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Friday, August 04, 2006
Federal Court Continues to Bar Suspicionless Stadium Patdowns

On July 28, a federal district court refused to lift an injunction barring the Tampa Sports Authority (TSA), which owns the stadium in which the NFL Tampa Bay Buccaneers play. Greg discussed the issues raised by the case, filed by a schoolteacher, here; Mike followed up here. In his latest opinion in Johnston v. Tampa Sports Authority, 2006 WL 2136154 (D. Fla. 2006), Judge Whittemore explained:
The TSA has not established that its concern for public safety is based on a substantial and real risk which would justify a "special needs" exception to the well-established rule that suspicionless searches of one's person are per se unreasonable. Moreover, the TSA has not demonstrated that this case presents one of the very limited instances where the Plaintiff's privacy interest is minimal and the TSA's public safety interest would be jeopardized by prohibiting mass suspicionless pat-downs at the Stadium.
* * *
Defendants contend the "special needs" exception justifies mass suspicionless pat-downs of NFL patrons because of the need to protect patrons against potential terrorist attacks. One cannot seriously dispute the magnitude of the threat of terrorism to this country or the Government's interest in eradicating it. In this regard, the TSA's "special need" to prevent terrorist attacks is "substantial" . . . . Likewise, any reasonable person appreciates the potential harm that would result from a terrorist attack at the Stadium. However, the gravity of the threat cannot alone justify the intrusiveness of a suspicionless search of Plaintiff's person.
The Court concludes:
Particularly after September 11, 2001, Americans are justifiably more sensitive to the need to protect against acts of terrorism. Many Americans have become more tolerant of protective measures such as magnetometers, container searches and pat-downs, rationalizing that the inconvenience is worth the added protection. In fact, pat-downs may not bother the average Buccaneers fan. However, the constitutionality of mass suspicionless searches does not turn on popular opinion. A generalized fear of terrorism should not diminish the fundamental Fourth Amendment protections envisioned by our Founding Fathers. Our Constitution requires more.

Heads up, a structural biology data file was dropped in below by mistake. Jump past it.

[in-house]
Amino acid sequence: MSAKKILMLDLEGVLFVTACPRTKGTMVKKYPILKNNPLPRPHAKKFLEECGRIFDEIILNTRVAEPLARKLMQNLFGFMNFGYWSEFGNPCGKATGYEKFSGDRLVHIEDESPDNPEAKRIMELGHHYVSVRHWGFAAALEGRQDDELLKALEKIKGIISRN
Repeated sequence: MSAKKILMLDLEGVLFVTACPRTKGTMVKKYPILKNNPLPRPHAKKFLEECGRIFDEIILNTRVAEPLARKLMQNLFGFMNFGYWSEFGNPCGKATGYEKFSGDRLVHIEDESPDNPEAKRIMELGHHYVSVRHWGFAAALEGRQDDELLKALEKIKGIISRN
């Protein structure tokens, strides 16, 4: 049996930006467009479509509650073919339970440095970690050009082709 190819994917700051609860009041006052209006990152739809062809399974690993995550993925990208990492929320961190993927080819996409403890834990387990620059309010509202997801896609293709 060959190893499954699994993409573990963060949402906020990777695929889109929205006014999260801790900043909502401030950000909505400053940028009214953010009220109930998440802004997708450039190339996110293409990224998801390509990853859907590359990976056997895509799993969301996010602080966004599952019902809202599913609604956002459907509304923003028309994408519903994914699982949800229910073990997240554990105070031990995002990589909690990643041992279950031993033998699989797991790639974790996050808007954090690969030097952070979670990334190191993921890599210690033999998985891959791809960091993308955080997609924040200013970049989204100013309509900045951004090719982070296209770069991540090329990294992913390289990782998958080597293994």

It's worth noting that the TSA, as a municipal entity engaging in "state action," is subject to the constitutional prohibition on search and seizure; an entirely privately owned stadium would likely be able to pat down fans without such concern.



This decision by Federal District judge James D. Whittemore is a correct one without reasonable suspicion or probable cause.

What "protections" would be available for those who would like to enter privately owned stadiums and venues?

Anonymous Richard Mock -- 8/05/2006 11:34 AM  

How hard is this decision to evade? Couldn't the Buccaneers either 1) obtain consent by notifying ticketholders before they purchase tickets that they will be searched or 2) change the provisions of their lease such that they can provide additional security of their own, which would eliminate the state action?

Anonymous PK -- 8/05/2006 12:32 PM  

Having worked with a team that played at that stadium, their security demands are the worst.

It is amazing the hoops that they make their fans and the visiting teams jump through.

I am glad to see this suit and the current decisions.

Blogger RWA -- 8/05/2006 8:03 PM  

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